Polar Bear Hunt 2015 - Day 21


We had the whole day in Stockholm. Our main destination was the island of Djurgården that boasts amusement parks and museums. There were two attractions of interest, the museum that houses the old warship Vasa that sank on its maiden voyage (the same as the Mary Rose did in Portsmouth) and the Abba Museum. After a wonderful time there, we took the local ferry back to Gamla Stan, the old centre of Stcokholm to wander through the narrow streets.

From Hotel to Djurgården

The get to Djurgården we could have taken a tram or bus, but it was early morning so we decided to walk. It was a pleasant morning after the overnight rain, and we were able to walk along the waterfront without the crowds that were sure to clutter the place later.

Stockholm is an orderly city. Even the trees stand to attention.
One of many museums.
Local architecture.
Strandvagen near the waterfront.
Campervan convention on the waterfront.
Little boats all in a row.
Electric boats. SEK1099 for 2 hours - that's about $NZ200...
Salmon Salad - $NZ28, must be good at that price!
The bridge we are looking for.
Protected by four Nordic gods - Helmdal, Frigg, Thor and Freyja.
Strolling across the bridge.
Bridge with more water amusements on the far side.
Heimdal with the resounding horn.
Thor with his hammer.
Freyja with her falcon.
Padlocks on bridges have invaded Stockholm also.
But maybe this one is allowing for a change of heart...
The bridge was built in 1897.

The Vasa Museum

I had long wanted to visit the Vasa Museum and see the old warship.

Vasa is a Swedish warship built between 1626 and 1628. The ship foundered and sank after sailing about 1,300m into her maiden voyage on 10 August 1628. She was located again in the late 1950s just outside the Stockholm harbor. She was salvaged with a largely intact hull in 1961 together with thousands of artifacts and the remains of at least 15 people The ship was built on the orders of the King of Sweden Gustavus Adolphus. She was constructed at the navy yard in Stockholm and armed primarily with bronze cannons cast in Stockholm. However, the design kept changing and eventually she had too many large bronze cannons, so that she was dangerously unstable and top-heavy. She was ordered to sea and foundered only a few minutes after encountering a breeze. An inquiry was organized by the Swedish Privy Council to find those responsible for the disaster, but in the end no one was punished for the fiasco.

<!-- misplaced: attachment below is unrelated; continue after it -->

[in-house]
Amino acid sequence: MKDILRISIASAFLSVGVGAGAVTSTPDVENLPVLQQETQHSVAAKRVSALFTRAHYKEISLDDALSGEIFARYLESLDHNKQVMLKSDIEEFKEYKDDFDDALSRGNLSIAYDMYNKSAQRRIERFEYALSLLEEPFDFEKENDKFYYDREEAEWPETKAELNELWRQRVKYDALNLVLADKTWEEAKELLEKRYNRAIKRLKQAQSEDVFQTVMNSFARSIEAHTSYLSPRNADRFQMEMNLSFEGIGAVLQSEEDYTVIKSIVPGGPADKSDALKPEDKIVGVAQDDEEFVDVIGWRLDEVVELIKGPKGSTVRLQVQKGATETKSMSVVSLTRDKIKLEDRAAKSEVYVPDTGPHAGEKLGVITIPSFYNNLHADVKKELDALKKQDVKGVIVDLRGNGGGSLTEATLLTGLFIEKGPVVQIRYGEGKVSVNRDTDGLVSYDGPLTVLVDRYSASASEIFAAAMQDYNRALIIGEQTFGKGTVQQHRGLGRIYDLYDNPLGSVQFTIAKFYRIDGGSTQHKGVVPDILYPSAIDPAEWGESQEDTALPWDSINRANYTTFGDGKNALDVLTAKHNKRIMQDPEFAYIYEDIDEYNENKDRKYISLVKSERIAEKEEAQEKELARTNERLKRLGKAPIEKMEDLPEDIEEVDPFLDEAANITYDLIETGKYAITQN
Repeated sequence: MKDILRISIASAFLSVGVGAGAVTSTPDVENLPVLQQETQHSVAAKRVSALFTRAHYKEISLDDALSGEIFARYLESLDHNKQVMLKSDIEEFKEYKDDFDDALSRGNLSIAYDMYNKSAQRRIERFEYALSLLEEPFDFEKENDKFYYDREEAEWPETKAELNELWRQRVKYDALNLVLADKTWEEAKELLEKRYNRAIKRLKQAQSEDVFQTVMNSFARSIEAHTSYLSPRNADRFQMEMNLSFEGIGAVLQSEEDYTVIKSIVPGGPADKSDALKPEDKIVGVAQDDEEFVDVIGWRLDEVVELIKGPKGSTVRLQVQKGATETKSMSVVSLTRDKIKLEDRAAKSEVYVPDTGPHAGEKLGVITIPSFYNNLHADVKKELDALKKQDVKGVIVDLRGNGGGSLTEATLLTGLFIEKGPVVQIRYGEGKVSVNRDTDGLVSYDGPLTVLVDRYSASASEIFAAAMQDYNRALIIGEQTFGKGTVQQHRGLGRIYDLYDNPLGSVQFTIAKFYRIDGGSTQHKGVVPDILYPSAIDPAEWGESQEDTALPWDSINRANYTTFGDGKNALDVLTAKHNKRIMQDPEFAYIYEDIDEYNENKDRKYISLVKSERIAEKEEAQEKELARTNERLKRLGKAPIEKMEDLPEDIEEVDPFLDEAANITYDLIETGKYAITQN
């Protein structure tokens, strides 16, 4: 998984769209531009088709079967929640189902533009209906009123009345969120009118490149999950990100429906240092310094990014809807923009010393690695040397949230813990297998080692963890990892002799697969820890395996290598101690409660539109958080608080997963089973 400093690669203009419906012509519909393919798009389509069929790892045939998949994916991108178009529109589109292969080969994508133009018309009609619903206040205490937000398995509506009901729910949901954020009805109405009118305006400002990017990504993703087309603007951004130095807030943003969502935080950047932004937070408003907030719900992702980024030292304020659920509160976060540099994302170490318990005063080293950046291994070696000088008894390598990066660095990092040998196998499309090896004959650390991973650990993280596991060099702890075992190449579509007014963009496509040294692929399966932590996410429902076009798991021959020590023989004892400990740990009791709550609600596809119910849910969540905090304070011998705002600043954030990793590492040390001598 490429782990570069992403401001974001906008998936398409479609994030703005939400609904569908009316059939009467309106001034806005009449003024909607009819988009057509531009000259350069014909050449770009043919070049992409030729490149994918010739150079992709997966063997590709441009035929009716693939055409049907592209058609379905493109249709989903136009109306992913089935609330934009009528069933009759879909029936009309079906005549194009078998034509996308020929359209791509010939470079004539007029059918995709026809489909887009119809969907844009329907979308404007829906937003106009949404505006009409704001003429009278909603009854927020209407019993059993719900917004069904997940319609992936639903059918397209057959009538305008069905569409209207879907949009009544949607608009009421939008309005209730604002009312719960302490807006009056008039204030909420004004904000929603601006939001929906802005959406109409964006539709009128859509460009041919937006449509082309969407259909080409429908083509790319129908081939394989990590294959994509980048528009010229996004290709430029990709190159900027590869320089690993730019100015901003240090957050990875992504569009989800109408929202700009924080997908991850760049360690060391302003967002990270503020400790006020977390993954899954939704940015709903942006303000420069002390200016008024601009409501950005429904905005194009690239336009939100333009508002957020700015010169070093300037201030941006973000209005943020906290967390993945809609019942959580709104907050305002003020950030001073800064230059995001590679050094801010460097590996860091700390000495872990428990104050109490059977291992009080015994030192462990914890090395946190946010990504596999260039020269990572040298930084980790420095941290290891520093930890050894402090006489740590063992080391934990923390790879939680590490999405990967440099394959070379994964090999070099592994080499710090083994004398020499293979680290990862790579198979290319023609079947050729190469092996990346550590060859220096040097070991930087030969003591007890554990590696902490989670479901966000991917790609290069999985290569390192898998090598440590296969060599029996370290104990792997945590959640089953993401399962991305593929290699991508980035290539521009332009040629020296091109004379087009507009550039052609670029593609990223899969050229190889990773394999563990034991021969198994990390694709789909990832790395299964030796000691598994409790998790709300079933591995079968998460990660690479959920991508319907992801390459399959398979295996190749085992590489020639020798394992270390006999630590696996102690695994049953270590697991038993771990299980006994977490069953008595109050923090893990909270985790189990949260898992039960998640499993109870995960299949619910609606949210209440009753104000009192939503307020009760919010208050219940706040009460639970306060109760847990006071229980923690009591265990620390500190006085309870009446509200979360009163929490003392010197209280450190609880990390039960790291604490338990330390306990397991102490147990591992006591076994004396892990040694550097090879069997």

A scale model of the Vasa.
The bowsprit - the museum is very dark in order to preserve the ship.
Row of cannon ports.
cannon port with a carving of a face.
The side of the ship showing all the cannon ports..
Near the stern with the rich carvings.
Carvings near the stern.
The carved stern.
Looking down on the restored deck.
The prominent bowsprite.
Restored carvings off the ship.
A recreation of the gun deck showing how low it was.
Some of the bronze cannon.
And outside the queue was getting longer.
And longer.

ABBA Museum

After the darkness and rather sombe atmosphere of the Vasa, we emerged into the bright sunshine and walked on to the Abba Museum. It is so popular that your tickets have a narrow time period in which you can enter. Fortunately the queues were short and we were soon inside. What an amazing place! Full of original photos, artifacts, clothing, golden discs etc. Far too difficult and overwelming to photograph. Later we staggered back outside into the sunshine and found a nearby bar to sit at and recover, with a beer of course.

The pop-up bar was decorated with plants for sale.
Beer - well deserved
The ducks were able to keep cool in the harbour.

Gamla Stan

After recovering from the museums, we took a local ferry across to Gamla Stan, an island that makes up the "Old Town". It dates back to the 13th century, and consists of medieval alleyways, cobbled streets, and archaic architecture. There is plenty to see here, so we walked slowly along the narrow streets making our way back towards the main bridge near the royal palace. Eventually we crossed back to new Stockholm and walked back up Drottninggaten, the pedestrian shopping street that took us back to our hotel.

The narrow streets of Gamla Stan
Low archways that lead back to the water.
I wouldn't keep him waiting too long - he could finish off your lunch with one bite...
I wonder what they are all waiting for??
Maybe a table for lunch?
Eggs Benedict for $NZ27.
Or maybe Salmon pudding with Ink??
Fresh orange juice - with the squashed skins to prove it.
Lady Hamilton - and yes, the Lord Nelson was just around the corner.
Nearly back to the mainland.
Horse-drawn tourist wagon - with local protestors. "This is Animal Cruelty!! Please! Support not this!"
Some form of 12 string instrument.
Looking back up the shopping street
They are both wearing headphones - wonder if its the same music?
More crowds
And finally a relaxing drink at our hotel.

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Last updated: 31/01/2016